838. Outpatient Parenteral Antimicrobial Therapy (OPAT) for Treatment of Complicated Intra-Abdominal Infections
Session: Poster Abstract Session: Clinical Practice Issues
Friday, October 4, 2013
Room: The Moscone Center: Poster Hall C
  • IAI Poster #838_IDWeek 2013.pdf (1.2 MB)
  • Background:  Optimal treatment of complicated intra-abdominal infections (IAI) requires rapid intervention and initiation of antimicrobial agents.  Infectious Disease (ID) physicians with OPAT services offer a closely supervised setting for community and post-hospital treatment of these patients (pts).  We report clinical experience of pts treated for IAI infections with OPAT in a physician office infusion center (POIC). 

    Methods: A multi-center, retrospective database review of 10 ID POICs was conducted of all pts treated with intravenous antibiotics (IVAB) between January 1 and June 30, 2011.  Data included demographics, co-morbidities, infecting organism, drug therapy, adverse events and outcomes.  Outcomes were defined as cure, improvement requiring oral antibiotics or further surgical intervention or failure due to worsening of infection or recurrence requiring IVAB. 

    Results:  120 pts were identified in 10 POICs, of which 106 (88%) therapy had continued following hospitalization and 14 (12%) had therapy initiated in the POIC.  There were 57 (48%) males and mean age was 56 years.  Predominant IAI infections treated were diverticulitis (34%), abscess (22%), other post-operative abdominal infections (20%) and appendicitis (12%).  Pathogens were reported in 72 pts, with 35 polymicrobial infections.  Predominant organisms included E. coli (21, 18%), Streptococcus spp (15, 13%), and Bacteroides spp (12, 10%). The most commonly utilized IVAB were piperacillin/tazobactam (25%), ertapenem (11%) and ceftriaxone (9%), with a mean length of therapy of 21 days in the OPAT setting.  Cure was reported in 59 (49%) pts and improvement in 45 (38%) pts. 56% of improved cases were discharged with oral therapy and 44% were pending further surgical intervention. 16 (13%) pts failed, 10 of whom had recurrence of infection. A serious adverse event occurred in 1 pt.  The catheter infection rate was 0/1000 catheter days.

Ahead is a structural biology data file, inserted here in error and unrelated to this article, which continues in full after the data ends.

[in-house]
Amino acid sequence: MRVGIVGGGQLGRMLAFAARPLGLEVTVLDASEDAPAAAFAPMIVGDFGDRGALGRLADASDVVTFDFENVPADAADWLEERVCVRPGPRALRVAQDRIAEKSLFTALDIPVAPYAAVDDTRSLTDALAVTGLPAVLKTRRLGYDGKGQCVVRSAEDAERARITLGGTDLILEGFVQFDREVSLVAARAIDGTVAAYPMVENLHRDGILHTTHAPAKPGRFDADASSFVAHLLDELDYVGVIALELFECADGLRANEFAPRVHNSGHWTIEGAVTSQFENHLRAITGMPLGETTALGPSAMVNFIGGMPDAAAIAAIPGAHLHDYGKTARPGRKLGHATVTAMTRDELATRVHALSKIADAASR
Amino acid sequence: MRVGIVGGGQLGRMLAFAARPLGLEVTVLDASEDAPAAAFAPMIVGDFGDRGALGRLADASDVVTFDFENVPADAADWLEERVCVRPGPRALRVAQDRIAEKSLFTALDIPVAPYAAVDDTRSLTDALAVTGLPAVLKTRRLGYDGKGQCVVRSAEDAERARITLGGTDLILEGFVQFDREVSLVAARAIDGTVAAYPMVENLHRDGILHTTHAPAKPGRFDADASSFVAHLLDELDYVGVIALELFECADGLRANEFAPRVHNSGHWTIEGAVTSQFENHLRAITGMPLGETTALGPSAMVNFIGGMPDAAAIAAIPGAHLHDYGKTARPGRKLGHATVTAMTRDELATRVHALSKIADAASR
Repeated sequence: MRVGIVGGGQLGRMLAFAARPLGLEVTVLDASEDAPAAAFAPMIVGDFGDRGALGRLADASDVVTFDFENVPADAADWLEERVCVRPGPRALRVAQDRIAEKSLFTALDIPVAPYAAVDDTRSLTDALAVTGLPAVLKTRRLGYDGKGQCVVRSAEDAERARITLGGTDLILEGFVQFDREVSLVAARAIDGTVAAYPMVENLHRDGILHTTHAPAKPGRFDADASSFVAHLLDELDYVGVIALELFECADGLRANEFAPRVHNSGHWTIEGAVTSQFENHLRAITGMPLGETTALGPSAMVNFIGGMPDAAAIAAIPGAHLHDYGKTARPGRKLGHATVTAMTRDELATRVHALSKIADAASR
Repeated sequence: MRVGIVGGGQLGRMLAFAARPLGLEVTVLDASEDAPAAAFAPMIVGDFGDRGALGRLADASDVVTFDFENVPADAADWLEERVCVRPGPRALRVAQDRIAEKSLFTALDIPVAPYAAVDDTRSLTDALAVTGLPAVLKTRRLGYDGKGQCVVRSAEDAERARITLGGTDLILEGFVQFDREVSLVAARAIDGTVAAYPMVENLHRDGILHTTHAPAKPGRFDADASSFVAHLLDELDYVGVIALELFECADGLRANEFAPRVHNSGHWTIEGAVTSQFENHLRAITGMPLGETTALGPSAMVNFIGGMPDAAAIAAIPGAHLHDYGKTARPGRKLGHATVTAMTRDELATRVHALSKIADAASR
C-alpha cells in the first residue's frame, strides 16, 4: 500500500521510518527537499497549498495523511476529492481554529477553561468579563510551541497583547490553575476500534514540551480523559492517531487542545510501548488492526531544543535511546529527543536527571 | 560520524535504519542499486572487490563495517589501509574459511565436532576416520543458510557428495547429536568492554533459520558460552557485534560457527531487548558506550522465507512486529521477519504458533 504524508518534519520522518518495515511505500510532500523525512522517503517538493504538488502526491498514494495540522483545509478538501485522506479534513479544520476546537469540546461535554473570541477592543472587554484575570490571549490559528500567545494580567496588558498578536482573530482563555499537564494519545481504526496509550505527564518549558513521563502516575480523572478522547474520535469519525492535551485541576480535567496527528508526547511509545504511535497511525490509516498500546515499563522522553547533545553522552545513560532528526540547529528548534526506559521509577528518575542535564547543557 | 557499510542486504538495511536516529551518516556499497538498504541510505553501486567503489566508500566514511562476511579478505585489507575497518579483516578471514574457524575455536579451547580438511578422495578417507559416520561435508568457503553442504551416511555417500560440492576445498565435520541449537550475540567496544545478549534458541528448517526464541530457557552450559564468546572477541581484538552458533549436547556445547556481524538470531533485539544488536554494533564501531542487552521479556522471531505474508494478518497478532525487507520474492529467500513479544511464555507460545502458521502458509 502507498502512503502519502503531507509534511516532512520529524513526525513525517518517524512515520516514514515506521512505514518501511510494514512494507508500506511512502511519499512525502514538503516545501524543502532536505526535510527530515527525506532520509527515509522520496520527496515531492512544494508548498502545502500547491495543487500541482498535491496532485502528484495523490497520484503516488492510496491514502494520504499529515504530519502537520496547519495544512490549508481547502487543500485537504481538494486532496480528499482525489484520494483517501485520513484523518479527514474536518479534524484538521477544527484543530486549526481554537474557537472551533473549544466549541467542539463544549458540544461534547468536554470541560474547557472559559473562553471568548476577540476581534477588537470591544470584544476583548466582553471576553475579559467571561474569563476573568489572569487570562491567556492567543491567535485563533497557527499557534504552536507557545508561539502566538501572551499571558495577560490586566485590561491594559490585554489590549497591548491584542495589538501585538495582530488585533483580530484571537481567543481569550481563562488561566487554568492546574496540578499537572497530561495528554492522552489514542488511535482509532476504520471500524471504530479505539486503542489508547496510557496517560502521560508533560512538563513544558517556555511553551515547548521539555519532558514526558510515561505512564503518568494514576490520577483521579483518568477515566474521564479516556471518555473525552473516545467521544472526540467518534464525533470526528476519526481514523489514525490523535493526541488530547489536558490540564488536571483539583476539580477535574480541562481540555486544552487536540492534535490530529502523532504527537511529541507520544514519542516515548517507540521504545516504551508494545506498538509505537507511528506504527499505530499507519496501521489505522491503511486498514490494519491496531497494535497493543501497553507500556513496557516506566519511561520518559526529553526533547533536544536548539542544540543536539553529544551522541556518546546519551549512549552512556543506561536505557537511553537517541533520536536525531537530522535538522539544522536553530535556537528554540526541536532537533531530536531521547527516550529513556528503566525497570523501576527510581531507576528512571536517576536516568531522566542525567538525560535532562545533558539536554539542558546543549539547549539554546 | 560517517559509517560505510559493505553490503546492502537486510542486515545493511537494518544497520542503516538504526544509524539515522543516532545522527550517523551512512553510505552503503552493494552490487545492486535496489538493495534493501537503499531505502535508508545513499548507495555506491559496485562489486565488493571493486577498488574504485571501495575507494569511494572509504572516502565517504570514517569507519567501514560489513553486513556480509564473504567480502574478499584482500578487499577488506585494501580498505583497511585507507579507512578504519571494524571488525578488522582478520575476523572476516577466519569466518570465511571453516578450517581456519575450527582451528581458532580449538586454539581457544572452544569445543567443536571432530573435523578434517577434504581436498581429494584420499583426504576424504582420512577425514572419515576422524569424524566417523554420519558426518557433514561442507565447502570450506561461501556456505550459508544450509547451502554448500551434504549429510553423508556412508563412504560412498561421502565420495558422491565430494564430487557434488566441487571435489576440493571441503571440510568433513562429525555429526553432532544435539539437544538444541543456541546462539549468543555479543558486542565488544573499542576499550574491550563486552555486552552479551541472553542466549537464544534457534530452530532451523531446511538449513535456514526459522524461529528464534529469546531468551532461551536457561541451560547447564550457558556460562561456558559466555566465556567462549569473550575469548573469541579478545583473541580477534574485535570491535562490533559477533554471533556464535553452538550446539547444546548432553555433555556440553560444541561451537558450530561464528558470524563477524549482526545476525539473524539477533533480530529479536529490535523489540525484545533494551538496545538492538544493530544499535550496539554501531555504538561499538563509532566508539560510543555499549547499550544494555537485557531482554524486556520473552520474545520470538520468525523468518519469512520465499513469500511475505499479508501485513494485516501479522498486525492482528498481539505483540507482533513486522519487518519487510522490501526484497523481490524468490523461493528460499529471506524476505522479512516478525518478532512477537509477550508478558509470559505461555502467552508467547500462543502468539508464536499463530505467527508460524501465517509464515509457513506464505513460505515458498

Conclusion: OPAT appears to be a safe and effective setting for treatment of complicated IAI for pts initiated in the POIC as well as those discharged after hospitalization. Overall rates of cure and improvement were high in this population, with low rates of adverse events and catheter-related infections. Further analysis with long-term follow-up is warranted.

    Fernando S. Alvarado, MD, MPH & TM1, Ramesh V. Nathan, MD2, H. Barry Baker, MD, FACP3, Richard L. Levine, MD3, Andrew H. Krinsky, MD4, Richard C. Prokesch, MD, FACP, FIDSA5, Philip Brachman, MD, FACP, FIDSA6 and Lucinda J. Van Anglen, PharmD7, (1)Infectious Disease Consultants, MD, PA, Altamonte Springs, FL, (2)Mazur, Statner, Dutta, Nathan, PC, Thousand Oaks, CA, (3)Infectious Disease Physicians, Miami, FL, (4)Infectious Diseases Associates, Sarasota, FL, (5)Infectious Diseases Associates, Riverdale, GA, (6)Atlanta ID Group, Atlanta, GA, (7)Healix Infusion Therapy, Inc., Sugar Land, TX


    F. S. Alvarado, Pfizer: Speaker's Bureau, Speaker honorarium

    R. V. Nathan, Optimer: Speaker's Bureau, Speaker honorarium
    Cubist: Speaker's Bureau, Speaker honorarium

    H. B. Baker, Optimer: Speaker's Bureau, Speaker honorarium
    Cubist: Speaker's Bureau, Speaker honorarium

    R. L. Levine, None

    A. H. Krinsky, None

    R. C. Prokesch, None

    P. Brachman, Gilead: Speaker's Bureau, Speaker honorarium
    Viiv: Speaker's Bureau, Speaker honorarium
    Pfizer: Speaker's Bureau, Speaker honorarium
    Amgen: Speaker's Bureau, Speaker honorarium
    Jansen: Speaker's Bureau, Speaker honorarium

    L. J. Van Anglen, Merck: Investigator, Research grant

    Findings in the abstracts are embargoed until 12:01 a.m. PST, Oct. 2nd with the exception of research findings presented at the IDWeek press conferences.